Pregnant Women Exposed To Certain Pollutants Could Lower Childs IQ
Music of Mozart Soothes the Preemie Baby
For Baby and Mom Alike, Breast-Feeding May Be Best
SENIORS
Tai Chi and Qigong Offer Many Health Benefits: Review
As You Age, Better Health Means Better Sex
More Whole Grains May Mean Less Fat
SEXUAL HEALTH
SLEEP DISORDERS
Moderate Aerobics May Ease Insomnia Symptoms
Sleeping Could Help Women Lose The Baby Fat
Pay Attention to Signs That Say You're Too Fatigued to Drive
WOMEN'S HEALTH
Whole Grains, Bran May Fight Hypertension in Men
Calcium Helps Ward Off Colon Cancer
For Women, Moderate Midlife Drinking Linked to Healthier Old Age
Add your Article

Saliva Test Could Monitor Type 2 Diabetes

By Steven Reinberg
HealthDay Reporter

TUESDAY, Jan. 20 (HealthDay News) -- Scientists say they are on the verge of developing a saliva test for monitoring type 2 diabetes, which might someday replace invasive blood tests.

For the first time, researchers from Oregon and India have identified proteins in saliva that appear more frequently in people with diabetes than in non-diabetics. Using these proteins, they are working to develop a test to monitor and perhaps diagnose the condition.

However, Dr. Umesh Masharani, an associate clinical professor of medicine at the University of California, San Francisco, doesn't think this approach is going to replace current blood tests any time soon.

"I think this is an interesting and novel approach," Masharani said. "I do not think this approach will be used in the diagnosis or treatment of diabetes any time in the near future. It is interesting, I think, for research studies in diabetes."

The report was published in the Jan. 2 issue of the Journal of Proteome Research.

For the study, Paturi V. Rao, from the departments of Endocrinology and Metabolism and Medicine at Nizam's Institute of Medical Sciences University in Hyderabad, India, and colleagues analyzed saliva samples from people with and without type 2 diabetes. Their goal was to find proteins associated with the blood sugar disease.

The researchers found 65 proteins that occurred twice as frequently in the people with diabetes than in those without the condition.

Using these proteins, Rao's team hopes to develop a noninvasive test for diabetes screening, detection and monitoring.

Rao's group thinks the pain involved with current diabetes monitoring causes many diabetics to be lax in monitoring their condition. A noninvasive test could make it easier and less painful for patients to keep track of their blood sugar levels.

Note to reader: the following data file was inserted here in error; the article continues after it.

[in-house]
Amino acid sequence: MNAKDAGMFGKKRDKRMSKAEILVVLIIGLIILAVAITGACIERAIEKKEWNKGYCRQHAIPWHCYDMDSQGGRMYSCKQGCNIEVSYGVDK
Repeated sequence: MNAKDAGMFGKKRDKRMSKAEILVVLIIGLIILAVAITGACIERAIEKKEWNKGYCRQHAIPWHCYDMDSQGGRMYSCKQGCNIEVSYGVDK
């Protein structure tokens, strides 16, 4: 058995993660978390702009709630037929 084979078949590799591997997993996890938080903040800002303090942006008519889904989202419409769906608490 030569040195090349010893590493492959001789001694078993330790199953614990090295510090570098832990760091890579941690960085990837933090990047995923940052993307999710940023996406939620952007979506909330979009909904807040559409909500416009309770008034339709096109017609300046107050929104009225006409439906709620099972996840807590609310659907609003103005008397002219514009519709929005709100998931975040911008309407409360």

"As recent studies have shown that early and multi-factorial intervention in diabetes prevents cardiovascular complications and mortality, advances in understanding molecular aspects of preclinical diabetes will further facilitate accurate diagnosis and early intervention," the authors wrote.

Diabetes expert Dr. Charles F. Burant, a professor of internal medicine at the University of Michigan, isn't convinced that a test using proteins in saliva is needed.

"I think it has minimal clinical impact," Burant said. "To be a valid biomarker, a test has to be sensitive and specific. We don't know the value of either for any of the proteins at the present time."

The biggest question is why this is needed, Burant noted. "Diabetes and prediabetes have a valid biomarker -- glucose -- that is the measure of the disease state. Thus, this is interesting biochemistry and raises questions why these changes occur, but the clinical utility is unclear."

More information

For more about type 2 diabetes, visit the American Diabetes Association.



SOURCES: Umesh Masharani, M.D., associate clinical professor, medicine, University of California, San Francisco; Charles F. Burant, M.D., Ph.D., professor, internal medicine, University of Michigan, Ann Arbor; Jan. 2, 2009, Journal of Proteome Research

Last Updated: Jan. 20, 2009